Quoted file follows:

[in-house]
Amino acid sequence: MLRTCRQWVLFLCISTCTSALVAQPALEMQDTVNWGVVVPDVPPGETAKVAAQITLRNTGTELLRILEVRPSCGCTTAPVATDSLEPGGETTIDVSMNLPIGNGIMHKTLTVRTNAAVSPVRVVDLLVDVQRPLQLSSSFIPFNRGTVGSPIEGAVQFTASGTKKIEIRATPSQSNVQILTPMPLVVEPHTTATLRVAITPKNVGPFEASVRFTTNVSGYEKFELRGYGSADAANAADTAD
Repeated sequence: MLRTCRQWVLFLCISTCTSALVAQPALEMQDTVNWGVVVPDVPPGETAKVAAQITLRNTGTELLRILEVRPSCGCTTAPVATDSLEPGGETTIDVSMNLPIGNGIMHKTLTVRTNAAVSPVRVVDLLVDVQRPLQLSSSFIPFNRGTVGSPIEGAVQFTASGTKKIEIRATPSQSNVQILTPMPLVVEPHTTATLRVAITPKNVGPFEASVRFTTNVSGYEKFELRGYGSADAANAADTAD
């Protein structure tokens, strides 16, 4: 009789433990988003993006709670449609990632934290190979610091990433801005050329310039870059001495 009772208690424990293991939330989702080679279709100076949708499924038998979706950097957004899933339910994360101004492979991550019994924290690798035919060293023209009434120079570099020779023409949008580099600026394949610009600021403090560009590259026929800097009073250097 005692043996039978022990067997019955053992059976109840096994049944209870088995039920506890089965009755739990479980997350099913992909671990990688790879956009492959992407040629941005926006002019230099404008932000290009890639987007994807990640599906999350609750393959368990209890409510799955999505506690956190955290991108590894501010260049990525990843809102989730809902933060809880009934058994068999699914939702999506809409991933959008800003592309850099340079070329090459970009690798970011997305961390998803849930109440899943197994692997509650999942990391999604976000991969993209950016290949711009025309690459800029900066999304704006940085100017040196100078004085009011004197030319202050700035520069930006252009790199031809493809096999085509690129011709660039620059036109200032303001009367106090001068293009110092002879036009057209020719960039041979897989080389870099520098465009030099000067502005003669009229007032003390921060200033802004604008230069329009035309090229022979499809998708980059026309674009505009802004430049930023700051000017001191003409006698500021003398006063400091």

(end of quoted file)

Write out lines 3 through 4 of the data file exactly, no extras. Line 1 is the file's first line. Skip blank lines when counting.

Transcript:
Repeated sequence: MLRTCRQWVLFLCISTCTSALVAQPALEMQDTVNWGVVVPDVPPGETAKVAAQITLRNTGTELLRILEVRPSCGCTTAPVATDSLEPGGETTIDVSMNLPIGNGIMHKTLTVRTNAAVSPVRVVDLLVDVQRPLQLSSSFIPFNRGTVGSPIEGAVQFTASGTKKIEIRATPSQSNVQILTPMPLVVEPHTTATLRVAITPKNVGPFEASVRFTTNVSGYEKFELRGYGSADAANAADTAD
């Protein structure tokens, strides 16, 4: 009789433990988003993006709670449609990632934290190979610091990433801005050329310039870059001495 009772208690424990293991939330989702080679279709100076949708499924038998979706950097957004899933339910994360101004492979991550019994924290690798035919060293023209009434120079570099020779023409949008580099600026394949610009600021403090560009590259026929800097009073250097 005692043996039978022990067997019955053992059976109840096994049944209870088995039920506890089965009755739990479980997350099913992909671990990688790879956009492959992407040629941005926006002019230099404008932000290009890639987007994807990640599906999350609750393959368990209890409510799955999505506690956190955290991108590894501010260049990525990843809102989730809902933060809880009934058994068999699914939702999506809409991933959008800003592309850099340079070329090459970009690798970011997305961390998803849930109440899943197994692997509650999942990391999604976000991969993209950016290949711009025309690459800029900066999304704006940085100017040196100078004085009011004197030319202050700035520069930006252009790199031809493809096999085509690129011709660039620059036109200032303001009367106090001068293009110092002879036009057209020719960039041979897989080389870099520098465009030099000067502005003669009229007032003390921060200033802004604008230069329009035309090229022979499809998708980059026309674009505009802004430049930023700051000017001191003409006698500021003398006063400091």